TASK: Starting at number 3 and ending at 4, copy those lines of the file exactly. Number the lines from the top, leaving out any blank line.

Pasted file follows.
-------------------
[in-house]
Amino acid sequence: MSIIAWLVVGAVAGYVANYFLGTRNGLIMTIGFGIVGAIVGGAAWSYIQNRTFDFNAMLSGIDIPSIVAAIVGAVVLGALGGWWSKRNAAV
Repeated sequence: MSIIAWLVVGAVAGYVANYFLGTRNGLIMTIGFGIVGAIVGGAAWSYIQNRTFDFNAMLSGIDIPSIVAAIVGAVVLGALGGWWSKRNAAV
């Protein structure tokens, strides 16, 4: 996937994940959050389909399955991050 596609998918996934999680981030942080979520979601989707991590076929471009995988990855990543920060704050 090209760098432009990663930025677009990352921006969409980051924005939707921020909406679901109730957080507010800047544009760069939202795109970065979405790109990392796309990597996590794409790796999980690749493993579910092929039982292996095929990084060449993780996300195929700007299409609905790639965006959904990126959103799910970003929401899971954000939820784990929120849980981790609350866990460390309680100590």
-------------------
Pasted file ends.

Repeated sequence: MSIIAWLVVGAVAGYVANYFLGTRNGLIMTIGFGIVGAIVGGAAWSYIQNRTFDFNAMLSGIDIPSIVAAIVGAVVLGALGGWWSKRNAAV
């Protein structure tokens, strides 16, 4: 996937994940959050389909399955991050 596609998918996934999680981030942080979520979601989707991590076929471009995988990855990543920060704050 090209760098432009990663930025677009990352921006969409980051924005939707921020909406679901109730957080507010800047544009760069939202795109970065979405790109990392796309990597996590794409790796999980690749493993579910092929039982292996095929990084060449993780996300195929700007299409609905790639965006959904990126959103799910970003929401899971954000939820784990929120849980981790609350866990460390309680100590």